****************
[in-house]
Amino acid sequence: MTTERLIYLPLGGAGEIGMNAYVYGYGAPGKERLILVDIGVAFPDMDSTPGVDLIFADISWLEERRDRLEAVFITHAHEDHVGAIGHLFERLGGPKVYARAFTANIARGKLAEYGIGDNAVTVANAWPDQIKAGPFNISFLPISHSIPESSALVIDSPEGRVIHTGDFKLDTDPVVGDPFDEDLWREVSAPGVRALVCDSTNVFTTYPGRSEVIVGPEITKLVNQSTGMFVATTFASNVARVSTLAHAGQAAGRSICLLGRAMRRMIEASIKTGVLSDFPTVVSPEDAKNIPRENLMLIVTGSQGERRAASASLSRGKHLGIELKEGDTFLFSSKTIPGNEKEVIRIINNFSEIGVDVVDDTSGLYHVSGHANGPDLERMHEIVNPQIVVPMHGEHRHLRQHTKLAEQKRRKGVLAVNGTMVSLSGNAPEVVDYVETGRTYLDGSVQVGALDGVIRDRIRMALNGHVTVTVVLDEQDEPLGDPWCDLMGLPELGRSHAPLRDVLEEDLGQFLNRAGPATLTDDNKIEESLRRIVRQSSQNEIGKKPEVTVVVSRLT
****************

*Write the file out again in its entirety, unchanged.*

[in-house]
Amino acid sequence: MTTERLIYLPLGGAGEIGMNAYVYGYGAPGKERLILVDIGVAFPDMDSTPGVDLIFADISWLEERRDRLEAVFITHAHEDHVGAIGHLFERLGGPKVYARAFTANIARGKLAEYGIGDNAVTVANAWPDQIKAGPFNISFLPISHSIPESSALVIDSPEGRVIHTGDFKLDTDPVVGDPFDEDLWREVSAPGVRALVCDSTNVFTTYPGRSEVIVGPEITKLVNQSTGMFVATTFASNVARVSTLAHAGQAAGRSICLLGRAMRRMIEASIKTGVLSDFPTVVSPEDAKNIPRENLMLIVTGSQGERRAASASLSRGKHLGIELKEGDTFLFSSKTIPGNEKEVIRIINNFSEIGVDVVDDTSGLYHVSGHANGPDLERMHEIVNPQIVVPMHGEHRHLRQHTKLAEQKRRKGVLAVNGTMVSLSGNAPEVVDYVETGRTYLDGSVQVGALDGVIRDRIRMALNGHVTVTVVLDEQDEPLGDPWCDLMGLPELGRSHAPLRDVLEEDLGQFLNRAGPATLTDDNKIEESLRRIVRQSSQNEIGKKPEVTVVVSRLT